Ghazal 62, Verse 3


abruu se hai kyaa us nigah-e naaz ko paivand
hai tiir muqarrar magar us kii hai kamaa;N aur

1a) as if that glance of coquetry had a connection with the eyebrow!
1b) does that glance of coquetry have a connection with the eyebrow?

2) it is certainly an arrow-- but/perhaps it has a different/additional bow


paivand : 'Junction, conjunction, addition; connection, relation; relationship'. (Platts p.302)


muqarrar : 'Certainly, assuredly, unquestionably, undoubtedly, positively, &c.'. (Platts p.21


aur : 'And, also, for the rest, besides; again, moreover; but, yet, still; over, else; ...another, other, different; more, additional'. (Platts p.104)


To call the eyebrow a bow, and the glance an arrow, is an old simile. The author has in this case made it fresh-- that is, the arrow of the glance does not come from the bow of the eyebrow. The heart-trickery of beauty exerts its energy upon it. (62)

== Nazm page 62

Bekhud Dihlavi:

Considering the old simile of arrow and bow to be worn out, Mirza Sahib has taken a new tack. He says that her glance of coquetry has no connection with the eyebrow. That is, the glance of coquetry is certainly an arrow, but its bow is not the eyebrow. The arrow of this glance of coquetry strikes its target through the bow of the intention of the heart. Thus the wounds it causes are always of different kinds. Sometimes it makes the lover writhe with the happiness, sometimes is slays him with the arrowhead of anger. (109)

Bekhud Mohani:

The glance is certainly an arrow, but this arrow does not come from the bow of the eyebrow. Rather, the niche [mi;hraab] of the lips is its bow. The arrow has no connection with the eyebrow. The author has created a new bow for the arrow of the glance. (141)


ARCHERY: {6,2}
GAZE: {10,12}

The speaker seems to be mulling over the usual 'glance = arrow' and 'eyebrow = bow' equations; while he accepts the former, he questions and/or rejects the latter. We can't be entirely sure, however, for the verse contains three separate layers of uncertainty. It poses a remarkably open-ended question, and doesn't even pretend to answer it.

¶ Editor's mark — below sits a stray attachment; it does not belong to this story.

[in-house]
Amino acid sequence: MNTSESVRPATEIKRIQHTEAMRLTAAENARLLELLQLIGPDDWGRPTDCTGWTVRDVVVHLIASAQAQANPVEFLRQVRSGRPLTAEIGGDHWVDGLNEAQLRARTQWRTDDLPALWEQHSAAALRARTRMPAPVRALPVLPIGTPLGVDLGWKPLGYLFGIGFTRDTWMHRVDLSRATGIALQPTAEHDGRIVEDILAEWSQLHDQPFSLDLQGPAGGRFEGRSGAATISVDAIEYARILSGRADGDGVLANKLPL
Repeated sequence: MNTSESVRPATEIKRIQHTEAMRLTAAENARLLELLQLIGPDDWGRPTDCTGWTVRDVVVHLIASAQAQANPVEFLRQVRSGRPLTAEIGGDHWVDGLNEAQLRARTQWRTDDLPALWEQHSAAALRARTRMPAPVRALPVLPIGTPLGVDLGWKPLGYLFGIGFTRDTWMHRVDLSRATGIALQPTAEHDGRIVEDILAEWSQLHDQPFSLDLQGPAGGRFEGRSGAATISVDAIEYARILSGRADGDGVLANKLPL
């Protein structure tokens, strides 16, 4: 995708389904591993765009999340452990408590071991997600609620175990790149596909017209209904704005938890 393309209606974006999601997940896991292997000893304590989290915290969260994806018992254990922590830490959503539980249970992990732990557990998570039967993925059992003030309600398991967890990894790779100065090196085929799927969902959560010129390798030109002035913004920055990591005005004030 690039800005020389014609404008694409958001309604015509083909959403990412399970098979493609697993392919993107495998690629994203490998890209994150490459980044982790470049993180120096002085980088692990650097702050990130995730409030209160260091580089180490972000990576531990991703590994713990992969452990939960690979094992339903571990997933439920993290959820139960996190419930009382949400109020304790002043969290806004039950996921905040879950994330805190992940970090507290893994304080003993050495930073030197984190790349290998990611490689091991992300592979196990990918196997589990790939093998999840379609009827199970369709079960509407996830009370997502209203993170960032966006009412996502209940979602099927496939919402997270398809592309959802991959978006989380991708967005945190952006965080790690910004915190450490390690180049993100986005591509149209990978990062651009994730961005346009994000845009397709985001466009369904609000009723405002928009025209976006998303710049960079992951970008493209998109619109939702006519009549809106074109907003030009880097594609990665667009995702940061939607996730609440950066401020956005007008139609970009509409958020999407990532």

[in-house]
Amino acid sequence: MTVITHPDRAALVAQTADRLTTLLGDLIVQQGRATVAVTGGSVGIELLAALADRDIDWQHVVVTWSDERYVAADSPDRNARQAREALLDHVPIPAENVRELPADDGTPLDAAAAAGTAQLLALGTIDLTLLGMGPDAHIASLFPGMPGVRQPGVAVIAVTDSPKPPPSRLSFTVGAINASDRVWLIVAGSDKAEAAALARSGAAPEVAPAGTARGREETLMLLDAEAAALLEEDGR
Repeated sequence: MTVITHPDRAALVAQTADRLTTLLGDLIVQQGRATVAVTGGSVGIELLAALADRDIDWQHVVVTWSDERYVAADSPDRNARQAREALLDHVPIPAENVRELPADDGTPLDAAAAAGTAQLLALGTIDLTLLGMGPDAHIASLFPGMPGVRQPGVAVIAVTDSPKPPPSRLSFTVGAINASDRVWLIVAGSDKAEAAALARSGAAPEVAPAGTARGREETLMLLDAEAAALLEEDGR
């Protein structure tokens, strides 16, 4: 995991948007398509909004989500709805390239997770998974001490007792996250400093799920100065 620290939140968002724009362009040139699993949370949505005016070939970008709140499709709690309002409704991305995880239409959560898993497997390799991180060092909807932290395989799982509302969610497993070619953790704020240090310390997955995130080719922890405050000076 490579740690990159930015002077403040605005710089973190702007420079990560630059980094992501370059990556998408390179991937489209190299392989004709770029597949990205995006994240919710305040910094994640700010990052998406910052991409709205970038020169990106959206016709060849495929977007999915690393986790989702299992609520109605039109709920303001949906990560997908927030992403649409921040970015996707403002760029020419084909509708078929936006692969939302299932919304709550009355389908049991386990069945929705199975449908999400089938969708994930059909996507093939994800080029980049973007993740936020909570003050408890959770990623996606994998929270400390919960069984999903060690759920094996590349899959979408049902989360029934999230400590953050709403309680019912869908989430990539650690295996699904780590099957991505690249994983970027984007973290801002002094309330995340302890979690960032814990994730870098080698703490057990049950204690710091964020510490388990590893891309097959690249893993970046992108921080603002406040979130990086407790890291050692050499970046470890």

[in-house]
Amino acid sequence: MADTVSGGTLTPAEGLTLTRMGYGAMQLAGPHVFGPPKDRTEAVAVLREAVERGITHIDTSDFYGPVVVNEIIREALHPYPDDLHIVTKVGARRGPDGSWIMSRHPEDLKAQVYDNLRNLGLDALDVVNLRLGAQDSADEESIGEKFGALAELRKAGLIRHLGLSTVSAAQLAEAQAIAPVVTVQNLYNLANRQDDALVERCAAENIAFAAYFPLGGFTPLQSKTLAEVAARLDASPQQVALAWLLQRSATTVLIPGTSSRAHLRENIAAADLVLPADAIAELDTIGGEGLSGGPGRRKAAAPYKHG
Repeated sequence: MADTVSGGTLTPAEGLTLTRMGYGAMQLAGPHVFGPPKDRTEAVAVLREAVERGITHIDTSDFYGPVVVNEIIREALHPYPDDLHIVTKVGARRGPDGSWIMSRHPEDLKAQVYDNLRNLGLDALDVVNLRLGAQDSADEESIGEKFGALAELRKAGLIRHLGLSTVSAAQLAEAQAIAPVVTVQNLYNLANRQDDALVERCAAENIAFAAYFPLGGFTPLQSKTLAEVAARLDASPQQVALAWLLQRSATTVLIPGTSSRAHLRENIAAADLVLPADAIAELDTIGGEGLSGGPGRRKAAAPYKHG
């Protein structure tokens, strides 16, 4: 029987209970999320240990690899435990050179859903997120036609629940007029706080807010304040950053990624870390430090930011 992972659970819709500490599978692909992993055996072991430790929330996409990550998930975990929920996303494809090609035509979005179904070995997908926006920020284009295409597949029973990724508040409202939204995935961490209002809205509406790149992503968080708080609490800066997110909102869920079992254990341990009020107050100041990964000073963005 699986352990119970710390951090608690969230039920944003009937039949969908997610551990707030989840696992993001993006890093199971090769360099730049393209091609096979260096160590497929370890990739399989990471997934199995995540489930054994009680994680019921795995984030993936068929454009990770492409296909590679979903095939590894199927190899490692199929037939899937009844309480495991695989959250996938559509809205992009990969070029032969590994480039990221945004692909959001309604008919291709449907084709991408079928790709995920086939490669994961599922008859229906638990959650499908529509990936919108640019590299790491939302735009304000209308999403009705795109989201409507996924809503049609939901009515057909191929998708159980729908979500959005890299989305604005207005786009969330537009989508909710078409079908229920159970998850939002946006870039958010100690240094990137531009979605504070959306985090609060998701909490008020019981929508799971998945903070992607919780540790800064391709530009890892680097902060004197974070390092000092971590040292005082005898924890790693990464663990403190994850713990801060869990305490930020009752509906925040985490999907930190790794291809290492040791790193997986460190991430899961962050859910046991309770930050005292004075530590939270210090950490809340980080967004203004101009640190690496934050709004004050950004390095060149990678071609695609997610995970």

First: thanks to the beauties of inshaa))iyah speech once again, the first line is a technically a question (1a); but it's one that can also easily be read, because of the multivalence of kyaa , as an indignant negative exclamation (1b).

Second: the second line makes use of the double meaning of magar as both 'but' and 'perhaps'. By no coincidence, the 'but' meaning goes perfectly with (1a), and the 'perhaps' meaning goes perfectly with (1b).

Third: aur can refer to an additional bow (as well as the eyebrow), or to an entirely different bow (ruling out the eyebrow).

Surely the heart of the verse, conceptually and also through its striking sound effects, is the juxtaposition muqarrar magar , or 'certainly perhaps/but' in the second line. The speaker can speculate, he can have intuitions, but he remains in doubt.

Because after all, the speaker is talking about 'that' [us] glance of coquetry, not just any old glance. It is so different from all the others-- how can it have come merely from the usual source, the arched eyebrow? Does it come from the beloved's curved lips, as Bekhud Mohani suggests? Does it come from her steely will, as she coolly pierces her prey with a single carefully-calibrated glance? Does it come from some irresistible or even divine source, bearing with it the power of fate and doom? The commentators seem sure of the source, but the verse itself insists on remaining enigmatic.